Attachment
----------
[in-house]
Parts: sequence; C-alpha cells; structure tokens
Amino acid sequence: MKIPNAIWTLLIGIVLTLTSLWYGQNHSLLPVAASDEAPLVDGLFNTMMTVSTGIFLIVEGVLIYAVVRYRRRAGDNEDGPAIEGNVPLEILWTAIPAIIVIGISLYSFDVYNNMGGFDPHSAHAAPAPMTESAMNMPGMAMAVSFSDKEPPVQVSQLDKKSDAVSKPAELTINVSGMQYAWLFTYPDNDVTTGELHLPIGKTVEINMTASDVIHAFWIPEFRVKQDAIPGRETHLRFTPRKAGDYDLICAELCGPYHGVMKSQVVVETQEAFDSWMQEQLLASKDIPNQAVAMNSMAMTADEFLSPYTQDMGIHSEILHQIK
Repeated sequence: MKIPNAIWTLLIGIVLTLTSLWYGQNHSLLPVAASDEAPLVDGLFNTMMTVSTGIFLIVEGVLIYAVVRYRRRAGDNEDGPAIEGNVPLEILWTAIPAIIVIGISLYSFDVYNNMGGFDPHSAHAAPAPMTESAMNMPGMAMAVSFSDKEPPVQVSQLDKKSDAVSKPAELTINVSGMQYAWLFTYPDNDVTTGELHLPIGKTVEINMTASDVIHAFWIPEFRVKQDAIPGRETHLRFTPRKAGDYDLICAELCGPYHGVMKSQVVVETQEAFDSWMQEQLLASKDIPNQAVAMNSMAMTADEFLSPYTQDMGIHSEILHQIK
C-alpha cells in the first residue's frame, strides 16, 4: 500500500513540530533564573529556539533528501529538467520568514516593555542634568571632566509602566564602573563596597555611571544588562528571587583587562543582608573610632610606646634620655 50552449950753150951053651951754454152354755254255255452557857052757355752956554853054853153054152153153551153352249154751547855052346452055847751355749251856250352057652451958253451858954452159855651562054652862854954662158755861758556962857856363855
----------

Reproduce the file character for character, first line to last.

[in-house]
Parts: sequence; C-alpha cells; structure tokens
Amino acid sequence: MKIPNAIWTLLIGIVLTLTSLWYGQNHSLLPVAASDEAPLVDGLFNTMMTVSTGIFLIVEGVLIYAVVRYRRRAGDNEDGPAIEGNVPLEILWTAIPAIIVIGISLYSFDVYNNMGGFDPHSAHAAPAPMTESAMNMPGMAMAVSFSDKEPPVQVSQLDKKSDAVSKPAELTINVSGMQYAWLFTYPDNDVTTGELHLPIGKTVEINMTASDVIHAFWIPEFRVKQDAIPGRETHLRFTPRKAGDYDLICAELCGPYHGVMKSQVVVETQEAFDSWMQEQLLASKDIPNQAVAMNSMAMTADEFLSPYTQDMGIHSEILHQIK
Repeated sequence: MKIPNAIWTLLIGIVLTLTSLWYGQNHSLLPVAASDEAPLVDGLFNTMMTVSTGIFLIVEGVLIYAVVRYRRRAGDNEDGPAIEGNVPLEILWTAIPAIIVIGISLYSFDVYNNMGGFDPHSAHAAPAPMTESAMNMPGMAMAVSFSDKEPPVQVSQLDKKSDAVSKPAELTINVSGMQYAWLFTYPDNDVTTGELHLPIGKTVEINMTASDVIHAFWIPEFRVKQDAIPGRETHLRFTPRKAGDYDLICAELCGPYHGVMKSQVVVETQEAFDSWMQEQLLASKDIPNQAVAMNSMAMTADEFLSPYTQDMGIHSEILHQIK
C-alpha cells in the first residue's frame, strides 16, 4: 500500500513540530533564573529556539533528501529538467520568514516593555542634568571632566509602566564602573563596597555611571544588562528571587583587562543582608573610632610606646634620655 50552449950753150951053651951754454152354755254255255452557857052757355752956554853054853153054152153153551153352249154751547855052346452055847751355749251856250352057652451958253451858954452159855651562054652862854954662158755861758556962857856363855